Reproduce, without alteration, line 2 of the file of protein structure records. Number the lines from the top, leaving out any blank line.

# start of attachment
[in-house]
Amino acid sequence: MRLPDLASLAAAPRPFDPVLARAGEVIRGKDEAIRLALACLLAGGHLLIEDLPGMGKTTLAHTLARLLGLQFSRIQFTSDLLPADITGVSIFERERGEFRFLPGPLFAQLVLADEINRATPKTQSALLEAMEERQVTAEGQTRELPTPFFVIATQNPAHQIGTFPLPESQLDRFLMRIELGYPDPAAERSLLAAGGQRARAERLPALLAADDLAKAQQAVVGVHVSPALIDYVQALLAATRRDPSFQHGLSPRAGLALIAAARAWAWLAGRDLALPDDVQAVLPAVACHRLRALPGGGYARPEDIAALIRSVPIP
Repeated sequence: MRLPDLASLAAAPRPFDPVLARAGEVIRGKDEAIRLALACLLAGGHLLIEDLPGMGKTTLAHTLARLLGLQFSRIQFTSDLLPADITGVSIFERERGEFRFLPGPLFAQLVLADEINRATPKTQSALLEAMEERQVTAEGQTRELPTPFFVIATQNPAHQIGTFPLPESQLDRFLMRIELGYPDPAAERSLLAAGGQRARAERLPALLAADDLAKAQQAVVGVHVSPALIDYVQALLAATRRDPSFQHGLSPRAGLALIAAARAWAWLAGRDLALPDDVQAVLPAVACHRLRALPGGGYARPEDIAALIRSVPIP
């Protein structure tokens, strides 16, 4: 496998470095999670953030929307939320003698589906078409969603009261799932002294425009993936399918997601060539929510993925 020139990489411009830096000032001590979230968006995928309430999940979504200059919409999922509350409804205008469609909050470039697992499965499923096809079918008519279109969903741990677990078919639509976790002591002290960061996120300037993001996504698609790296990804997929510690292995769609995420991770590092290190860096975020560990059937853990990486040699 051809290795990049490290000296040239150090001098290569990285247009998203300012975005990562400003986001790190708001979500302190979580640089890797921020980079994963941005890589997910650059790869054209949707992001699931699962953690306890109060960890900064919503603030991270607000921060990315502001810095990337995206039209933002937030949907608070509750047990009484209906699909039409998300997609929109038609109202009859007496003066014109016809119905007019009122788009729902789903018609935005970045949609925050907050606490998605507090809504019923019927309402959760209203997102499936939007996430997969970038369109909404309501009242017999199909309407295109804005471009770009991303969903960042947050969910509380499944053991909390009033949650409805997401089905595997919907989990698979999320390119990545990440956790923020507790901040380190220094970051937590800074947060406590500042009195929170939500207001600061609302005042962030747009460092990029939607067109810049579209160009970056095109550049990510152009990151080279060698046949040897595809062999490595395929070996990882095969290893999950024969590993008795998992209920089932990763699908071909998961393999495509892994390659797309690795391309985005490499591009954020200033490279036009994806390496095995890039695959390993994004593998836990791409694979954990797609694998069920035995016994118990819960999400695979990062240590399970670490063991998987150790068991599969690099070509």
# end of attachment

Amino acid sequence: MRLPDLASLAAAPRPFDPVLARAGEVIRGKDEAIRLALACLLAGGHLLIEDLPGMGKTTLAHTLARLLGLQFSRIQFTSDLLPADITGVSIFERERGEFRFLPGPLFAQLVLADEINRATPKTQSALLEAMEERQVTAEGQTRELPTPFFVIATQNPAHQIGTFPLPESQLDRFLMRIELGYPDPAAERSLLAAGGQRARAERLPALLAADDLAKAQQAVVGVHVSPALIDYVQALLAATRRDPSFQHGLSPRAGLALIAAARAWAWLAGRDLALPDDVQAVLPAVACHRLRALPGGGYARPEDIAALIRSVPIP